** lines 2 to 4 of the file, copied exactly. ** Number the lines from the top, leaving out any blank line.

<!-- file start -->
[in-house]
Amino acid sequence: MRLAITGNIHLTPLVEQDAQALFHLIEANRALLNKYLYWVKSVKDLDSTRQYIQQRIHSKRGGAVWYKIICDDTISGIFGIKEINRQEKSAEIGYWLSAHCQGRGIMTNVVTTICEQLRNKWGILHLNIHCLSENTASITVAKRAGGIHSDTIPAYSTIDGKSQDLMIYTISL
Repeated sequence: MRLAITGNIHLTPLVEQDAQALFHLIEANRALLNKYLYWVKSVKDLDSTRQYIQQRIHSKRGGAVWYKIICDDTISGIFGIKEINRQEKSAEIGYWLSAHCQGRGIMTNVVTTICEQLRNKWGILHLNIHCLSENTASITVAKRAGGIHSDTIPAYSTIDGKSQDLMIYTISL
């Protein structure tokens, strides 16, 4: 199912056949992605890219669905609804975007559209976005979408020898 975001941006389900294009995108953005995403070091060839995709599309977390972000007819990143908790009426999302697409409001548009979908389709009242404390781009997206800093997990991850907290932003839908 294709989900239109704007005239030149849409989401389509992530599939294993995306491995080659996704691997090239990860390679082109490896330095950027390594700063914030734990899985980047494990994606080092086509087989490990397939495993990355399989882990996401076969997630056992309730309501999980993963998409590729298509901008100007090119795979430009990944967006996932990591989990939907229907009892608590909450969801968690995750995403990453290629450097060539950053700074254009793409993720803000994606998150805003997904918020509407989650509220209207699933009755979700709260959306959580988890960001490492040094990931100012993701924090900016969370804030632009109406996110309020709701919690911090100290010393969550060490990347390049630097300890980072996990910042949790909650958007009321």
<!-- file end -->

Amino acid sequence: MRLAITGNIHLTPLVEQDAQALFHLIEANRALLNKYLYWVKSVKDLDSTRQYIQQRIHSKRGGAVWYKIICDDTISGIFGIKEINRQEKSAEIGYWLSAHCQGRGIMTNVVTTICEQLRNKWGILHLNIHCLSENTASITVAKRAGGIHSDTIPAYSTIDGKSQDLMIYTISL
Repeated sequence: MRLAITGNIHLTPLVEQDAQALFHLIEANRALLNKYLYWVKSVKDLDSTRQYIQQRIHSKRGGAVWYKIICDDTISGIFGIKEINRQEKSAEIGYWLSAHCQGRGIMTNVVTTICEQLRNKWGILHLNIHCLSENTASITVAKRAGGIHSDTIPAYSTIDGKSQDLMIYTISL
């Protein structure tokens, strides 16, 4: 199912056949992605890219669905609804975007559209976005979408020898 975001941006389900294009995108953005995403070091060839995709599309977390972000007819990143908790009426999302697409409001548009979908389709009242404390781009997206800093997990991850907290932003839908 294709989900239109704007005239030149849409989401389509992530599939294993995306491995080659996704691997090239990860390679082109490896330095950027390594700063914030734990899985980047494990994606080092086509087989490990397939495993990355399989882990996401076969997630056992309730309501999980993963998409590729298509901008100007090119795979430009990944967006996932990591989990939907229907009892608590909450969801968690995750995403990453290629450097060539950053700074254009793409993720803000994606998150805003997904918020509407989650509220209207699933009755979700709260959306959580988890960001490492040094990931100012993701924090900016969370804030632009109406996110309020709701919690911090100290010393969550060490990347390049630097300890980072996990910042949790909650958007009321």